By The News Team
As the new year begins, Ryerson Students’ Union (RSU) executives are tallying their campaign promises and gearing up to complete the remainder of their work for the semester. With the recent resignation of vice-president student life & events Lauren Emberson, remaining executives—overseen by RSU president Susanne Nyaga—are obligated to divide Emberson’s work amongst themselves until elections in February.
Nyaga said that before her resignation, Emberson wrapped up the planning for her projects scheduled for this semester, including the Winter Week of Welcome, Culture Jam and the Montreal reading week trip. Nyaga said the RSU doesn’t have any other big events planned, and would rather stick to what they know they can do well.
Here’s a look at each executive’s platform and what they’ve accomplished thus far.
Ali Yousaf – VP Operations
Yousaf says he’s met most of his campaign promises, which included implementing an online submission* for the CopyRITE printing service, relocating the RSU’s lost and found services and establishing a pop-up shop for the Member Services Office (MSO), where students can buy discount Metropasses and movie passes.
Yousaf said a new CopyRITE system will launch this week and that policies are already in place to automate the lost and found system. “I’m hoping that by the end of my term, that project will be done,” he said.
Yousaf wants students to be able to message an automated system to check if their lost items have been deposited at the SCC’s lost and found. He says the RSU has worked to centralize lost and found systems around campus so that any items collected are sent to the SCC after two days.
The MSO pop-up shop was not established this year. Yousaf said it proved too difficult because the office moved to a new internal system for managing pay and prices, setting back the project by six to seven months. Changing the lost and found system also delayed that project.
Camryn Harlick – VP Equity
When running for vice-president equity, Harlick addressed Indigenous and accessibility issues within his campaign, as well as the assembly of the Sexual Assault Survivor Support Line (SASSL) referendum. According to Harlick, most of the pillars from his political platform have been met, and are on track to be completed by the end of the school year, adding that his proficiency in achieving most of them within the first semester is a good accomplishment.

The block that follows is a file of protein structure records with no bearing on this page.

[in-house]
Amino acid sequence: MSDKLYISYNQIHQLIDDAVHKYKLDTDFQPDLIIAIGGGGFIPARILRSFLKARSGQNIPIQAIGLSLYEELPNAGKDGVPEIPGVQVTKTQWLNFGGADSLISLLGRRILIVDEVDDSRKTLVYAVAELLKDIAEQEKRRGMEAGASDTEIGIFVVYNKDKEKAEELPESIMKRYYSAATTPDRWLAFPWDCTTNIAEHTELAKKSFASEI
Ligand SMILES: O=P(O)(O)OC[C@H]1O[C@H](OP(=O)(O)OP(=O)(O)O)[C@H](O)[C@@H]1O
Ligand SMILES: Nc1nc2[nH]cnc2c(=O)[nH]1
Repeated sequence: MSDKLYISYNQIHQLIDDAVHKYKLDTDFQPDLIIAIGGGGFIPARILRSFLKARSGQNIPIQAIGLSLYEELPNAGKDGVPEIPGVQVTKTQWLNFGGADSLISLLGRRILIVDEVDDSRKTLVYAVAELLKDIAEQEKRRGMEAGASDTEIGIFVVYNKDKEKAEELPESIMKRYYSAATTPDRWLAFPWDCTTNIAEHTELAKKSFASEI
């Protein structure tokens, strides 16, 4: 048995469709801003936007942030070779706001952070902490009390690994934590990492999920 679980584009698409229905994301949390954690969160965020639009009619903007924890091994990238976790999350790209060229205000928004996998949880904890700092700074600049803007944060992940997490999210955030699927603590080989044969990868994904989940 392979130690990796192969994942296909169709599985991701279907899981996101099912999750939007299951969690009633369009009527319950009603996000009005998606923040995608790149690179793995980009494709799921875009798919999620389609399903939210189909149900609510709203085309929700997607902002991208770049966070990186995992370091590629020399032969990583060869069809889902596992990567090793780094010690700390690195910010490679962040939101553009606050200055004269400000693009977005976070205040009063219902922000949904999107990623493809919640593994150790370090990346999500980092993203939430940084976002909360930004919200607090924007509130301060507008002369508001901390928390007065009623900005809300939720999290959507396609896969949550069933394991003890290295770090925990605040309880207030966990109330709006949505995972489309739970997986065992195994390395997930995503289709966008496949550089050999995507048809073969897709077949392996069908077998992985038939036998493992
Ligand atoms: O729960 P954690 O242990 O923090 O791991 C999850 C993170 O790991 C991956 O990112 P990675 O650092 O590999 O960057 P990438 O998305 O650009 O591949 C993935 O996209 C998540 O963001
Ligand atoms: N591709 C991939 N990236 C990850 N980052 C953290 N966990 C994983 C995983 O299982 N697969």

“The Canada 150 campaign is done, Truth and Reconciliation updates are done—I ran campaigns that dealt with colonialism and accessibility,” said Harlick.
“For SASSL, we successfully ran the referendum, which will more than double our budget. So they can become a full-fledged equity centre.”
Harlick added that he is in the process of meeting with Farrah Khan, Ryerson’s coordinator for its Office of Sexual Violence Support and Education, in order to complete his work on creating a sexual assault policy for the RSU.
Daniel Lis – VP Education
Lis planned on bringing a transit discount system at Ryerson, creating an internship grant project and adding bike lanes on campus.
The Toronto Transit Commission (TTC) unanimously agreed to back the U-Pass project in December. The discount U-Pass would be administered on Presto fare cards. All students at participating schools would buy in and be eligible to use the discount since the pass would be included in their tuition as a levy. There would not be an option to opt out so students would pay for the pass whether they use it or not.
Lis said he expects the TTC to come back with a price for the pass in February. He would then be able to come to Ryerson’s Board of Governors to approve a referendum to implement the pass, which he said would probably happen in September.
Lis said he’s been campaigning for the Gould Street transition to a pedestrian-only zone, but it isn’t one of Ryerson’s priorities until the new Daphne Cockwell Health Sciences Complex on Church Street is completed.
Clarification: This article has been updated to clarify that Ali Yousaf has created an online submission for CopyRITE, payment is still in-person.
Correction: In an earlier version of this article, The Eye stated that the Daphne Cockwell building is on Jarvis Street. It is actually on Church Street. The Eye regrets this error.